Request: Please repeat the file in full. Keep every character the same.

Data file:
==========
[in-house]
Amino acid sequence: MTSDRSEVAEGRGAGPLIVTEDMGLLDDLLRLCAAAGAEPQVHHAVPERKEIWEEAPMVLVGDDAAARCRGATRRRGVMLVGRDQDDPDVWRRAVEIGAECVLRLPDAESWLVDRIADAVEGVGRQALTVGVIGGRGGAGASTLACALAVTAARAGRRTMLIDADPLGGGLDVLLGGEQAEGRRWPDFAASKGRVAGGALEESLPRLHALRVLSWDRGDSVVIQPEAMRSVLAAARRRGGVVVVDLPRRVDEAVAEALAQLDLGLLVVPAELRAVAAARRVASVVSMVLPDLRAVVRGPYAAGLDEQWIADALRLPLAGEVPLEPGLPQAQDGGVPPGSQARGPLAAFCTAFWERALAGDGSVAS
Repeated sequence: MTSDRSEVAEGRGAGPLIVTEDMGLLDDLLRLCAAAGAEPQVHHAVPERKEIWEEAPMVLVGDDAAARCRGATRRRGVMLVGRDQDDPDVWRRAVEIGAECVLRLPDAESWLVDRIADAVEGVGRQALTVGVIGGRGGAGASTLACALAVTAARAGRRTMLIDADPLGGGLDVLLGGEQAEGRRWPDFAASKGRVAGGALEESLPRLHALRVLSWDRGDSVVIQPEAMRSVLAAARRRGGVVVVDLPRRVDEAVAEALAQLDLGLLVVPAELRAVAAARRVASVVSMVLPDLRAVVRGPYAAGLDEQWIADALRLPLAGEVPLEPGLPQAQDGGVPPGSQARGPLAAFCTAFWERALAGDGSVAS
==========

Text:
[in-house]
Amino acid sequence: MTSDRSEVAEGRGAGPLIVTEDMGLLDDLLRLCAAAGAEPQVHHAVPERKEIWEEAPMVLVGDDAAARCRGATRRRGVMLVGRDQDDPDVWRRAVEIGAECVLRLPDAESWLVDRIADAVEGVGRQALTVGVIGGRGGAGASTLACALAVTAARAGRRTMLIDADPLGGGLDVLLGGEQAEGRRWPDFAASKGRVAGGALEESLPRLHALRVLSWDRGDSVVIQPEAMRSVLAAARRRGGVVVVDLPRRVDEAVAEALAQLDLGLLVVPAELRAVAAARRVASVVSMVLPDLRAVVRGPYAAGLDEQWIADALRLPLAGEVPLEPGLPQAQDGGVPPGSQARGPLAAFCTAFWERALAGDGSVAS
Repeated sequence: MTSDRSEVAEGRGAGPLIVTEDMGLLDDLLRLCAAAGAEPQVHHAVPERKEIWEEAPMVLVGDDAAARCRGATRRRGVMLVGRDQDDPDVWRRAVEIGAECVLRLPDAESWLVDRIADAVEGVGRQALTVGVIGGRGGAGASTLACALAVTAARAGRRTMLIDADPLGGGLDVLLGGEQAEGRRWPDFAASKGRVAGGALEESLPRLHALRVLSWDRGDSVVIQPEAMRSVLAAARRRGGVVVVDLPRRVDEAVAEALAQLDLGLLVVPAELRAVAAARRVASVVSMVLPDLRAVVRGPYAAGLDEQWIADALRLPLAGEVPLEPGLPQAQDGGVPPGSQARGPLAAFCTAFWERALAGDGSVAS